Co-ops Could Go Far with Better Batteries

From an outside perspective, generating and distributing electricity may look a little like herding cats. When power is needed, it must be instantly on hand. When it’s created, it must be immediately moved to where it can be used. And because it can’t be easily stored, supply and demand must be kept in perfect balance—a precise dance where a misstep could lead to an outage.

Unlike other utilities that manage tangible resources like water or natural gas, electric co-ops can’t keep extra electricity on hand—power can’t be stored in a warehouse or a large tank. It’s safe to say that if we could—for example, if massive batteries were designed that allowed us to keep reserve megawatts at the ready—providing power reliably and safely would be significantly easier, and kilowatt-hours would be more affordable.

Stored electricity has several valuable uses. For one, renewable energy sources like wind and solar aren’t always at the ready when electricity is needed. Wind often blows strongest at night when electricity demand is low. But if that unused energy could be stored and put to work the next day, a wind farm would be much more productive and cost effective.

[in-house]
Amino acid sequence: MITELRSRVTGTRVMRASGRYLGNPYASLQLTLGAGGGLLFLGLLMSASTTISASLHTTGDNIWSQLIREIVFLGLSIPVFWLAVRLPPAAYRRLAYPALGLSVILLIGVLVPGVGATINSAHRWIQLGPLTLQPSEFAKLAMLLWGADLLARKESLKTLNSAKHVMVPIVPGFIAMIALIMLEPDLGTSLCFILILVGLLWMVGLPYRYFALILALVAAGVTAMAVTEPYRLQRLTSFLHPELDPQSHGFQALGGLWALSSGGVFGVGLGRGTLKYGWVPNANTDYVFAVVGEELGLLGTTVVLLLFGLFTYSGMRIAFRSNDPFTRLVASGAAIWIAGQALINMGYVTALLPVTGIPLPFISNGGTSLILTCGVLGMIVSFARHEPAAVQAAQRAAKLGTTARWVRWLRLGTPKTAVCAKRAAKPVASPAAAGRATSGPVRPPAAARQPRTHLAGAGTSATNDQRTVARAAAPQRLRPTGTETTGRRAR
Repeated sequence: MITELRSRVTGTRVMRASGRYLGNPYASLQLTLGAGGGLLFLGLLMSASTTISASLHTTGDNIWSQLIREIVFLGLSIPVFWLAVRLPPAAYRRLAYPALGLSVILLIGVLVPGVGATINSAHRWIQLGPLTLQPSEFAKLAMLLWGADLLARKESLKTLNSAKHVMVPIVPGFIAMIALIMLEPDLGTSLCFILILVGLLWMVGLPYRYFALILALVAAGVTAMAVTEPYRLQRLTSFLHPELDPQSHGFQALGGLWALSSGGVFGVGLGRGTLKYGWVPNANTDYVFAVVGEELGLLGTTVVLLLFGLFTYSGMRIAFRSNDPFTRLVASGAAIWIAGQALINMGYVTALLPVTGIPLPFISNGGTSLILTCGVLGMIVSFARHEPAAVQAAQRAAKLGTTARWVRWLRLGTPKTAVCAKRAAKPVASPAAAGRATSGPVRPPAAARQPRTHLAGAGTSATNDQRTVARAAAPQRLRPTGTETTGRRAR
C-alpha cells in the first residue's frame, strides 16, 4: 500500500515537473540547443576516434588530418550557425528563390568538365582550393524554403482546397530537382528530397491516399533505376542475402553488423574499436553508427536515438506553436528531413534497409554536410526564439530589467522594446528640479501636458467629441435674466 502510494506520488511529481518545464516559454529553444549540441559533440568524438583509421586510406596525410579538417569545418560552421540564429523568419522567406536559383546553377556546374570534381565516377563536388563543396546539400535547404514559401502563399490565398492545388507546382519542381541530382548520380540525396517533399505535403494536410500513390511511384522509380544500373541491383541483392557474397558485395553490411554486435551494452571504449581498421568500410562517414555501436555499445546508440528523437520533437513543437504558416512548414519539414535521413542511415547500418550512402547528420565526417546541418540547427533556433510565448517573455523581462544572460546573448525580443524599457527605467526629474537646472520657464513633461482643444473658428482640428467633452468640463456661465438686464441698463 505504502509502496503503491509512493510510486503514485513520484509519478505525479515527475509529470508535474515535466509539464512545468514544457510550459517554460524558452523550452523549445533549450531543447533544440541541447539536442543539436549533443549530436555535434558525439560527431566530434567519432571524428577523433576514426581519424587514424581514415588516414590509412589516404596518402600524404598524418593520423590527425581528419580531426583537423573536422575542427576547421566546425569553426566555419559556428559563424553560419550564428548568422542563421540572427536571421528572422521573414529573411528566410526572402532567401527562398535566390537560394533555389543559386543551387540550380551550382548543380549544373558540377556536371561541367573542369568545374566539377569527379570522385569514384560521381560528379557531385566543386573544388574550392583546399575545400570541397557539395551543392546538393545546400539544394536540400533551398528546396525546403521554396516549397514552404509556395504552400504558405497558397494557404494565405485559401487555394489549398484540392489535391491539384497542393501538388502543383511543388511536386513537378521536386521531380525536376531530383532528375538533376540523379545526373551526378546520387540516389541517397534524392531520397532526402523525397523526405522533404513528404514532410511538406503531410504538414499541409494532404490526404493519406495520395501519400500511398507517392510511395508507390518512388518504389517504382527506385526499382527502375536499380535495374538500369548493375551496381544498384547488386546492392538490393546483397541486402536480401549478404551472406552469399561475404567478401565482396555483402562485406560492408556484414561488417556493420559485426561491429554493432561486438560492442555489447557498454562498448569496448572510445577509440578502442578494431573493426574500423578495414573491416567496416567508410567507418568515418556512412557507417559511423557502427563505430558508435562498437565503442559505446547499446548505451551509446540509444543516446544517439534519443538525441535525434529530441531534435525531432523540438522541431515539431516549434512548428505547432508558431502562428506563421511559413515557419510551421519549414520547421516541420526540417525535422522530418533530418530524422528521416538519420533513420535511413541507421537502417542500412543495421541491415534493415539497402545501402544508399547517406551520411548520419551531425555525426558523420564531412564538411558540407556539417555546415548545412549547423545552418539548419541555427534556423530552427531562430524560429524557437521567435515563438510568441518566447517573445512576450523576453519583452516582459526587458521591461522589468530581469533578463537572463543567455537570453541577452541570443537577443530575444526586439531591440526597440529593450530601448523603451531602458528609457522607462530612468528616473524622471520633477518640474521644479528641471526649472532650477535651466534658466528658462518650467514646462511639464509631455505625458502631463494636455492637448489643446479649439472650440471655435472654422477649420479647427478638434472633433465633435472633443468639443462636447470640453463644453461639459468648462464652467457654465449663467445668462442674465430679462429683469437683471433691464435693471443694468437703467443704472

Stored energy could also give the electric grid a needed boost during periods of peak demand—the electric utility industry’s equivalent of rush hour traffic, when people come home in the late afternoon and turn on lights, dishwashers, and all the other comforts of home. That spike in demand is currently met by switching on natural gas-fired generators, which are expensive to operate. A battery could do the same job for a lot less.

And a battery tucked beside the local substation serving your home could keep lights on should a power line leading into that substation fail. The whole process would likely happen without so much as a light bulb flickering, keeping you warm and comfortable while repairs are made.

Because of these potential benefits, electric co-ops are leading the way in searching for a better battery. The Cooperative Research Network (CRN), an arm of Arlington, Va.-based National Rural Electric Cooperative Association, is looking to put large-scale batteries to the test through three projects (in South Carolina, Alaska, and Hawaii) that could win federal funding before the end of the year. Each would demonstrate how batteries could be used in different ways.

Success could lead to major breakthroughs. If the technology proves effective and affordable, electric co-ops could better stabilize the price of electricity and increase reliability. Herding those cats may one day be a little less complicated.

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